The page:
Consumer borrowing surged in February by most on record, +$41.8 billion vs. $+18.1 billion est. & +$8.9 billion in prior month (rev up from +$6.8 billion) … revolving credit (which includes credit cards) rose $18 billion (largest on record).
The Daily Shot
Last week we learned that the Fed was ready to move +50 basis points but that they held back to +25bps due to the Ukraine war...
Federal Reserve officials signaled they could raise rates by a half-percentage point at their meeting early next month and begin reducing their $9 trillion asset portfolio as part of their most aggressive effort in more than two decades to curb price pressures.
Minutes from the Fed’s March 15-16 meeting, released Wednesday, showed that many officials last month were prepared to raise rates by a half-point but opted for a smaller, quarter-point increase because of concern over the fallout from Russia’s invasion of Ukraine...
Officials last month approved their first interest rate increase in more than three years, raising their benchmark rate to a range between 0.25% and 0.5%. They also penciled in a series of additional rate increases this year to take rates closer to 2%, with inflation having surged to a four-decade high.
“Many participants noted that one or more [half-percentage-point] increases in the target range could be appropriate at future meetings, particularly if inflation pressures remained elevated or intensified,” the minutes said.
The minutes revealed for the first time how officials expect to shrink their asset holdings much faster than they did last decade, which would serve as another key tool for tightening monetary policy. Officials neared agreement on a plan that, after a roughly three-month ramp-up, would allow up to $95 billion in securities to mature every month without being replaced.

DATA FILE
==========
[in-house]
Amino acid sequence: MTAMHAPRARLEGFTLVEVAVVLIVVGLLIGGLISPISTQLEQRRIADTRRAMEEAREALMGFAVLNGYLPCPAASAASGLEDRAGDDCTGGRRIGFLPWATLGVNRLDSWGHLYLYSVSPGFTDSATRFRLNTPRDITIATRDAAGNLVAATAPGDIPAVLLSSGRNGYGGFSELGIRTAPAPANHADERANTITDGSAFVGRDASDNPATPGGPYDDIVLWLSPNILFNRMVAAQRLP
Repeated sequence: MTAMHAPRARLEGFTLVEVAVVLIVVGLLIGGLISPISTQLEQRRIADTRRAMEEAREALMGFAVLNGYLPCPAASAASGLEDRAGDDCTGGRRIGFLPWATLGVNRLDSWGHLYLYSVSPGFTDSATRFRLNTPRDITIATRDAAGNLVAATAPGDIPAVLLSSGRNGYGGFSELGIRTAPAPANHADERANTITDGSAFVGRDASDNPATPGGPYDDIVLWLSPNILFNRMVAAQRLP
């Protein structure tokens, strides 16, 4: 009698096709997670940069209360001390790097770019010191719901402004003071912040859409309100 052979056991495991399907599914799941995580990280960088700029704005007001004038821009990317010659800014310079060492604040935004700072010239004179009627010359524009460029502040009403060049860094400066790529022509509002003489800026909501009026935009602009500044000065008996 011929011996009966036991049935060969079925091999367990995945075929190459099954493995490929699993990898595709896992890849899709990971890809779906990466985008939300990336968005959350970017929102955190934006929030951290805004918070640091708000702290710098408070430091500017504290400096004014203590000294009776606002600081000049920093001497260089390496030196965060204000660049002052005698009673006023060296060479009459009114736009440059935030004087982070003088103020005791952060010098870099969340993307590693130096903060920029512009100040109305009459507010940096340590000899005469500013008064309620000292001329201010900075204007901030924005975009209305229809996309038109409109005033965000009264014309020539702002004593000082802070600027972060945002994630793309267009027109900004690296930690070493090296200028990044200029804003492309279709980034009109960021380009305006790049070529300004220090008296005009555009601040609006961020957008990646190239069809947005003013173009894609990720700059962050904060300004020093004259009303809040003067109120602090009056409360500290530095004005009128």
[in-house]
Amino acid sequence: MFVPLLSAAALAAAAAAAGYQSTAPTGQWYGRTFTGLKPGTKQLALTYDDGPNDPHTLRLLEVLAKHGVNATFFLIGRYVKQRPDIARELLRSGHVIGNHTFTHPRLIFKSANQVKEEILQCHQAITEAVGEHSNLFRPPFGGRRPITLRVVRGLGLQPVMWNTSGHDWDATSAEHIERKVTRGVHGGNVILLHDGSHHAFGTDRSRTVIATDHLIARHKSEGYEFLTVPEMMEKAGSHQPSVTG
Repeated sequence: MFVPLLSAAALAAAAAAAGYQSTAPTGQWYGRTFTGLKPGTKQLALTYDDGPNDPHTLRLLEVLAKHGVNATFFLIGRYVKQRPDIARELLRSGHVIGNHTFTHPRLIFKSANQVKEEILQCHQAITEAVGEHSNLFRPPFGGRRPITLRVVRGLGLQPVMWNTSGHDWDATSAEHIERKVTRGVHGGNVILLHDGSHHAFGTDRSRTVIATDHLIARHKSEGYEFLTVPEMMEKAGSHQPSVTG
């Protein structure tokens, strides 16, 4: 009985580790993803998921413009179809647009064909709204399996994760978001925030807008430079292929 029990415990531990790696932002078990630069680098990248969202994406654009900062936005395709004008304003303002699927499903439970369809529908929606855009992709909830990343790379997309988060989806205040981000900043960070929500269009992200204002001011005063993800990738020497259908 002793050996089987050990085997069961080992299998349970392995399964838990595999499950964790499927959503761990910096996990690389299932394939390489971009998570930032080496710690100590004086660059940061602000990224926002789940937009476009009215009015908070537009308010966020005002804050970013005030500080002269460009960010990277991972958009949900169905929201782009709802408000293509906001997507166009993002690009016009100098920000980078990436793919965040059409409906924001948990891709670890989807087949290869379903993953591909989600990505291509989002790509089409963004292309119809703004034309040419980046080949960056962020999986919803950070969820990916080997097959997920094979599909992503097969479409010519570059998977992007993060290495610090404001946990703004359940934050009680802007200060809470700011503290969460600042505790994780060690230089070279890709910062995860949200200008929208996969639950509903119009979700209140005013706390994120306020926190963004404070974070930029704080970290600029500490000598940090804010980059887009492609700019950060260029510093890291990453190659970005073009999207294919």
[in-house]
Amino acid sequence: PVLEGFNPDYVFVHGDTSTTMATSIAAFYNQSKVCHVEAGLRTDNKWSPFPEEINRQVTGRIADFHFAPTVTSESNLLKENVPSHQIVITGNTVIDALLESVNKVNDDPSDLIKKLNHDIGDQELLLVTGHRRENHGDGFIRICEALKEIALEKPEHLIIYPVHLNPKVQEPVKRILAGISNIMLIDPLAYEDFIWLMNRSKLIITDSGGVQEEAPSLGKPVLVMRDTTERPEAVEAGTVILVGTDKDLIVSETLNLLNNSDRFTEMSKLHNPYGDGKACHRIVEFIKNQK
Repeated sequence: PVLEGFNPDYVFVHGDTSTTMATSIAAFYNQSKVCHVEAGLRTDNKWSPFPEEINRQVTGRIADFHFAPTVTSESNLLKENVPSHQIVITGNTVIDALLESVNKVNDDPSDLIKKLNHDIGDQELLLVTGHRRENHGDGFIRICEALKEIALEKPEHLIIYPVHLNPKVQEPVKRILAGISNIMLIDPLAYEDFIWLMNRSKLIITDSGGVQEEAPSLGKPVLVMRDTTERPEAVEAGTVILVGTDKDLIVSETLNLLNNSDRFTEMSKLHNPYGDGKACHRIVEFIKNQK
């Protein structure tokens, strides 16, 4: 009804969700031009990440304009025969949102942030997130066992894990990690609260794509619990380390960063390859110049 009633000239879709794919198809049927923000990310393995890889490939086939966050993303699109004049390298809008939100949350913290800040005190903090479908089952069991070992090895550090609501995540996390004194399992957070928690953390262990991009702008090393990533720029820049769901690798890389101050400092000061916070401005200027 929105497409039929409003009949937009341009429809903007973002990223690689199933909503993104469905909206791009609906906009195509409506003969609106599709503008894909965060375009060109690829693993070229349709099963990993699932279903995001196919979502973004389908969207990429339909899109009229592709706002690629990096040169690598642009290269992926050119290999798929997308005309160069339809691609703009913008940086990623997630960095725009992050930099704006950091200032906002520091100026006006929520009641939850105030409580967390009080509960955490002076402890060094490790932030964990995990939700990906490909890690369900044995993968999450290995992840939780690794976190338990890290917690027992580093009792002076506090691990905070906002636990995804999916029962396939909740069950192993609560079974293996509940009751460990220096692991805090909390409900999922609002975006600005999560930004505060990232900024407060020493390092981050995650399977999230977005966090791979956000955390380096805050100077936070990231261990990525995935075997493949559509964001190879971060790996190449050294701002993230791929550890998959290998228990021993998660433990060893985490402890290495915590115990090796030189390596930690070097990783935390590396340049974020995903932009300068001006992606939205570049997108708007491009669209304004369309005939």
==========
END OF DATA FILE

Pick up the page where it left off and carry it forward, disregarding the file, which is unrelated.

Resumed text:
The financial markets don't expect the Fed to hold back for the next two meetings...
The Federal Reserve is expected to deliver two back-to-back half-point interest rate hikes in May and June to tackle runaway inflation, according to economists polled by Reuters – right now Fed Funds pricing in a 88% chance of at least that.
The market expectation for this year’s total Fed rate hikes is now above 2.5%...
The Daily Shot
Did you survive the 10-yr vs. 2-yr yield curve inversion of 2022?
As I look at the 10/2-yr spread today, I see +27bps.
The Daily Shot
If you are still focused on the recent 10-year vs 2-year Treasury inversion...
You could increase your recession prediction odds if you shrunk your short maturity target. The data below from The Leuthold Group shows that a 5/7/10 year vs. 3 month is much more accurate. And no, those three curves have not yet inverted.